AccessMyLibrary provides FREE access to millions of articles from top publications available through your library.
Twelve hours ago, a U.S. Air Force C-141 landed at Ben Gurion Airport in Israel, carrying the most sophisticated explosive-detection equipment in the world and a team of American technical experts. Meanwhile, the President and Secretary Christopher are personally calling on key regional leaders to try to ensure that there will be no safe havens for the perpetrators of these horrors. Dan, as I have said, will give you more details this afternoon.
But the point I would stress is this: The United State has been the leader of the search for peace in the Middle East. In the aftermath of the recent bombings, the United States is also the leader of the international effort--which, for the first time, brings together Israel and several of its Arab neighbors--to combat and defeat the forces of extremism that are opposed to peace. And when the peace process resumes, the United States will once again be in the lead.
That is the topic of my remarks today: America's leadership in the world--why it is vital to our national well-being, why we must preserve and enhance our leadership in the face of new opportunities and new challenges.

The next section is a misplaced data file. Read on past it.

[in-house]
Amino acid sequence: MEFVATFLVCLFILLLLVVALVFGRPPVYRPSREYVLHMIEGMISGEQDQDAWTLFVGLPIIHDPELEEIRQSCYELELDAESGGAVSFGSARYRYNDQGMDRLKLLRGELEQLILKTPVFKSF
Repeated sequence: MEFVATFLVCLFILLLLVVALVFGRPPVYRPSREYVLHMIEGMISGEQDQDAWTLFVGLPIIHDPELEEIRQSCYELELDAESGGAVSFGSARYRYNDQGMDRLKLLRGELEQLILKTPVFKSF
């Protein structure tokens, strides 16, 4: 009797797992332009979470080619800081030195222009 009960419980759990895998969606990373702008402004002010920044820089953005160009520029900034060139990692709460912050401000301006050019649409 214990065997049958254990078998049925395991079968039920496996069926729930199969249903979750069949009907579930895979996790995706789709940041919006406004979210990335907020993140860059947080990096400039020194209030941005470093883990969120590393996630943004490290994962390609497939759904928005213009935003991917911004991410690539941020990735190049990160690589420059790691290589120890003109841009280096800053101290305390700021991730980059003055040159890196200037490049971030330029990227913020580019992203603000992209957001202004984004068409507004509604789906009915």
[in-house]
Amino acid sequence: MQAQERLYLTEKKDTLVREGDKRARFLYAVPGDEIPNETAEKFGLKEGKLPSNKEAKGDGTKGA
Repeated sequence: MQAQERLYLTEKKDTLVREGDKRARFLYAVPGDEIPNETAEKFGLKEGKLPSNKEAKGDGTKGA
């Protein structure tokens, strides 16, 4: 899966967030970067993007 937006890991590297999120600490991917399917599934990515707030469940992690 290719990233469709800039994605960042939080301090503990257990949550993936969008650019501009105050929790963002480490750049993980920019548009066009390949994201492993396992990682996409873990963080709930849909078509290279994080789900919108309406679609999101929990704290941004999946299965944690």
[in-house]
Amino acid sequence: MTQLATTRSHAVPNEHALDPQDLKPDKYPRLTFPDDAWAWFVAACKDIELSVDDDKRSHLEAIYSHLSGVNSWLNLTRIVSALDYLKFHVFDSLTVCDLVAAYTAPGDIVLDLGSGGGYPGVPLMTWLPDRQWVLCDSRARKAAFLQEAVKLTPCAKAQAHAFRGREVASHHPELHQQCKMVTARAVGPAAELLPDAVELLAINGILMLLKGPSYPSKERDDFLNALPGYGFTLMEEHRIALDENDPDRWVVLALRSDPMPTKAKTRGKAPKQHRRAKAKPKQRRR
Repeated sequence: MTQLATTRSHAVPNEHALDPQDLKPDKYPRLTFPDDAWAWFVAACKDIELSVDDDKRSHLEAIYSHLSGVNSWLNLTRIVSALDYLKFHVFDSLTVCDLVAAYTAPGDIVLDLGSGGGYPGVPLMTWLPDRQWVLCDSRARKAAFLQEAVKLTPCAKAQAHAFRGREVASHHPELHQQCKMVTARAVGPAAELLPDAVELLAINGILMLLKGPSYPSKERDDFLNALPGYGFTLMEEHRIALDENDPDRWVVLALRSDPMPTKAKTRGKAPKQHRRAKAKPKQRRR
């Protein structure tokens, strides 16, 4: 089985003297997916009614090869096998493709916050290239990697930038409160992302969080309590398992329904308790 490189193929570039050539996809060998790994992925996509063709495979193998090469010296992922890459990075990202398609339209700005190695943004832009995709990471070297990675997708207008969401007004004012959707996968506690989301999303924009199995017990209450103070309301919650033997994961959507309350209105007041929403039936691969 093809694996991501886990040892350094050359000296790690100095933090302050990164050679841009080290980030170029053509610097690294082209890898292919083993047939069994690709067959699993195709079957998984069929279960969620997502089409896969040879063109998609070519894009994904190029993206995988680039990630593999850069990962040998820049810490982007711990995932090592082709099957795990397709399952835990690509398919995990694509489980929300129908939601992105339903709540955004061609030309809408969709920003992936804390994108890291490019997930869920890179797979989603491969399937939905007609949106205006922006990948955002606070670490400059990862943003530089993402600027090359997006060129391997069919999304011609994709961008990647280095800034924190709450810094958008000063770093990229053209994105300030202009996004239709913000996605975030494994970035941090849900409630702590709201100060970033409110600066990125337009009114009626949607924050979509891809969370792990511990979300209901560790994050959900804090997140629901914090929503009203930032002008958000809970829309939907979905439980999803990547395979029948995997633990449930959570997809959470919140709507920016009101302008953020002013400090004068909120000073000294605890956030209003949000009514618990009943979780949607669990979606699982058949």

Let me begin by describing, in broad-brush terms, the world in which we live. As the headlines of the last few days make all-too clear, there is still plenty of misery, violence, chaos, insanity, and brutality on our planet. But we must not lose sight of the big picture, which is far more positive.
It is an indisputable fact that the world has changed a lot in the last 10 years--and changed overwhelmingly for the better. We have seen, simultaneously, the decline and fall of dictators and the rise of freedom. Over the past decade, those twin trends have been evident in the victory of "people power" in the Philippines; the collapse of the Berlin Wall and the Iron Curtain; the end of apartheid in South Africa; and the inspiring spectacle of Cambodians walking across mine fields and defying death threats to vote against the Khmer Rouge.
As much as any region, our own hemisphere has been transformed. As recently as 17 years ago, a majority of the nations in Latin America and the Caribbean suffered some form of dictatorship. But when Secretary Christopher traveled through the region just last week, every government except the Castro regime in Cuba had a claim to democratic legitimacy. As political systems have opened up throughout the Americas, so …